Joe Girardi reflects on 19 years of "The Sandman"

09/22/2013 10:11 PM ET
By Lou DiPietro
Of course, the Yankees had a very important game to play on Sunday, but the majority of manager Joe Girardi’s pregame press conference (and a little bit of the postgame one, too) centered on the pending festivities for Mariano Rivera’s farewell ceremony.

Before (and after) Rivera had his number retired in Monument Park, he came out to a live rendition of “Enter Sandman” and was surrounded by past and present teammates as he received a slew of gifts from the Giants, Yankees and even Metallica, Girardi waxed poetic on the 19-year career of the greatest relief pitcher in the history of baseball.

Below, in its entirety, is the transcript of Girardi’s pregame briefing -- which you can also see in video form here on -- as well as what he had to say about Rivera after the game.

Girardi on what he thought the ceremony would be like: “I think it will be first class. I think it will be great for everyone involved. The chance to be a part of this, I’m really looking forward to it.”

Postgame follow-up on how the ceremony went: “Just a special day. Just really a wonderful event in reality, all the things that happened. His family being here, Rachel and Sharon Robinson being here, Metallica being here, all the players coming back that were part of who Mo was…I just thought it was wonderful.”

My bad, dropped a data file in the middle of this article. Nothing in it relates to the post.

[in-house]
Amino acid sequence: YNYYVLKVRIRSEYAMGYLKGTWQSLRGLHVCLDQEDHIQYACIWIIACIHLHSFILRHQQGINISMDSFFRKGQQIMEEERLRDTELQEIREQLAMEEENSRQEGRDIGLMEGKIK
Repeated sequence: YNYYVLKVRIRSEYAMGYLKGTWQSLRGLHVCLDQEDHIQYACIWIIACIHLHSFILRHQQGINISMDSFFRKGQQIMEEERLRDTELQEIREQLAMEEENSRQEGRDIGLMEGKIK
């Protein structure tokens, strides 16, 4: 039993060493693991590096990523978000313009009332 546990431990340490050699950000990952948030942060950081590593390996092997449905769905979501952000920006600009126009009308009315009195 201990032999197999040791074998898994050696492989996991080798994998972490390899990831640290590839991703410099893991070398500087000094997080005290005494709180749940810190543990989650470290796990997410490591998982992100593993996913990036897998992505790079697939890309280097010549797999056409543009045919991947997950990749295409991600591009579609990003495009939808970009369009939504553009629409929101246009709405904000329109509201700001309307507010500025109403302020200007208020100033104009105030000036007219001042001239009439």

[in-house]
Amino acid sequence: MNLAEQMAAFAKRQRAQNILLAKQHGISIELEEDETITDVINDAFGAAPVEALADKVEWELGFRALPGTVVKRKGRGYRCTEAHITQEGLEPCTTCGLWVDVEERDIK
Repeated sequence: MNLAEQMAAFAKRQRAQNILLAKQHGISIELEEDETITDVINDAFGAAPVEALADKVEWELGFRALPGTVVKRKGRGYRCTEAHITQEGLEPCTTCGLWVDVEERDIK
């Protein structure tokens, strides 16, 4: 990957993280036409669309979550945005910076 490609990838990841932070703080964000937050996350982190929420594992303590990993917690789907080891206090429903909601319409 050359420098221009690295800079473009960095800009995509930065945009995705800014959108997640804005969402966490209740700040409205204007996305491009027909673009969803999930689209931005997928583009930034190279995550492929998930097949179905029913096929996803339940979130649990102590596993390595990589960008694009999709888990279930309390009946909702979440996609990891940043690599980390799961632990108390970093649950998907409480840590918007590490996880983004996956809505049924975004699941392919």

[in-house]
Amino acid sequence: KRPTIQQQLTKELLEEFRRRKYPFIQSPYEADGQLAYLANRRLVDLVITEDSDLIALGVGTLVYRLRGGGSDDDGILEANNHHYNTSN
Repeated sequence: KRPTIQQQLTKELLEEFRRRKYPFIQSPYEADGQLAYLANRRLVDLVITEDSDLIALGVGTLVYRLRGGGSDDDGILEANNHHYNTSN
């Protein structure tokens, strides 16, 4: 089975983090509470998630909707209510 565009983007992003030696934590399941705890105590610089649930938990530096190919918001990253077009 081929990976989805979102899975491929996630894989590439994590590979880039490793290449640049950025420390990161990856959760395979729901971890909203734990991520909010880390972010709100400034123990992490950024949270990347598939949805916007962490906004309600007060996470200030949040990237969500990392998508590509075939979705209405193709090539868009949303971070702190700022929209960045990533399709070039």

On what he thought the day meant to Rivera: “I think it means a lot, and I think as time goes on it will mean even more; as he has a chance to digest everything that’s happened this year and what the Yankees have meant to him and what he’s meant to them, he’ll be able to reflect as it gets away from this.”

On how he thought the ceremony and delayed start might affect Rivera and starter Andy Pettitte: “The good thing is that Mo will have a couple hours, but Andy gets so locked in once he starts his day that I don’t think it will be an issue for either one of them. Andy will start his routine and it will be just like any other day for him.”

On if he thought the above would affect the team: “No, I don’t, not at all. Our guys understand what we need to do, and if anything, I think it might provide a little bit more excitement.”

On what he’s learned from Rivera: “When I think about Mo, the numbers speak for themselves, but the way he’s went about his business is something you wish everyone could do. I would tell my kids this is an example of how you’re supposed to go about your work. I’ve always said about Mo that he’s extremely focused on that day, that week, that month, that year, and never shortchanged himself. He’s always prepared and gives everything he has on a daily basis, and he doesn’t let what happens in a game determine who he is as a person. The game is obviously very important to us, but it’s not who you are, it’s what you do, and I think Mo reflects that better than anyone I’ve ever seen.”

On if the day had any extra meaning for him: “Yeah it does, and probably a little more sadness too in a sense. I’m extremely happy for them and that they’re going out the way they want, but you’re going to miss them around here every day, there’s no doubt about it. Being able to play alongside them and know what they meant, getting to manage them and know what they’ve meant – not only on the field but also inside that clubhouse – those are two guys that aren’t easily replaced, and I will miss them. I had a chance to play alongside them when there were a lot of World Series victories here, and for me, that was really enjoyable.”